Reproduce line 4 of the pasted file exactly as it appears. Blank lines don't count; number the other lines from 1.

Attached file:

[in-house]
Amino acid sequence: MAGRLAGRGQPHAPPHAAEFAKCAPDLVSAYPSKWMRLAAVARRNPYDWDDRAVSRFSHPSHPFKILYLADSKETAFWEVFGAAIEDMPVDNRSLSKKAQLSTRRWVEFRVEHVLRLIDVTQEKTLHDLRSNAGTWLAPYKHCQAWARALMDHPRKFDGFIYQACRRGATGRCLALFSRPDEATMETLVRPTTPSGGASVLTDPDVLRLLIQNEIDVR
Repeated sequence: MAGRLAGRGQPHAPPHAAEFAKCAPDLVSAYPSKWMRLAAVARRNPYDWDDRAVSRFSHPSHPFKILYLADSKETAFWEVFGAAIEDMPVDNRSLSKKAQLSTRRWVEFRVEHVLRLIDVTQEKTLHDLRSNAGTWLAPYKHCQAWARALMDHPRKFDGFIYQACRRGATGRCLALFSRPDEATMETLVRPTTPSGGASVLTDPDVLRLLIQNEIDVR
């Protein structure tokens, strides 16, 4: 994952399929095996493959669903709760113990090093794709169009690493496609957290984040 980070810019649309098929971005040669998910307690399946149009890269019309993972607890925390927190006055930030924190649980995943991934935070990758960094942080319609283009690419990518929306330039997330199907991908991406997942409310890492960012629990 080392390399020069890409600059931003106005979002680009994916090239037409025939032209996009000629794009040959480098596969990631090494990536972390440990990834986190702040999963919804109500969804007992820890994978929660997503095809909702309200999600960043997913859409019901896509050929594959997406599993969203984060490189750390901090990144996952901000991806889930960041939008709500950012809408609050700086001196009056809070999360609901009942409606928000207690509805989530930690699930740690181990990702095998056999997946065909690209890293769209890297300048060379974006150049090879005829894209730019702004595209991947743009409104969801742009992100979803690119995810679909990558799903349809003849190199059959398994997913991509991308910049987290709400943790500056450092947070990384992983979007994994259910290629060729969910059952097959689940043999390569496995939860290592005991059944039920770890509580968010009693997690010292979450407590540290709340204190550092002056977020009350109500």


């Protein structure tokens, strides 16, 4: 994952399929095996493959669903709760113990090093794709169009690493496609957290984040 980070810019649309098929971005040669998910307690399946149009890269019309993972607890925390927190006055930030924190649980995943991934935070990758960094942080319609283009690419990518929306330039997330199907991908991406997942409310890492960012629990 080392390399020069890409600059931003106005979002680009994916090239037409025939032209996009000629794009040959480098596969990631090494990536972390440990990834986190702040999963919804109500969804007992820890994978929660997503095809909702309200999600960043997913859409019901896509050929594959997406599993969203984060490189750390901090990144996952901000991806889930960041939008709500950012809408609050700086001196009056809070999360609901009942409606928000207690509805989530930690699930740690181990990702095998056999997946065909690209890293769209890297300048060379974006150049090879005829894209730019702004595209991947743009409104969801742009992100979803690119995810679909990558799903349809003849190199059959398994997913991509991308910049987290709400943790500056450092947070990384992983979007994994259910290629060729969910059952097959689940043999390569496995939860290592005991059944039920770890509580968010009693997690010292979450407590540290709340204190550092002056977020009350109500």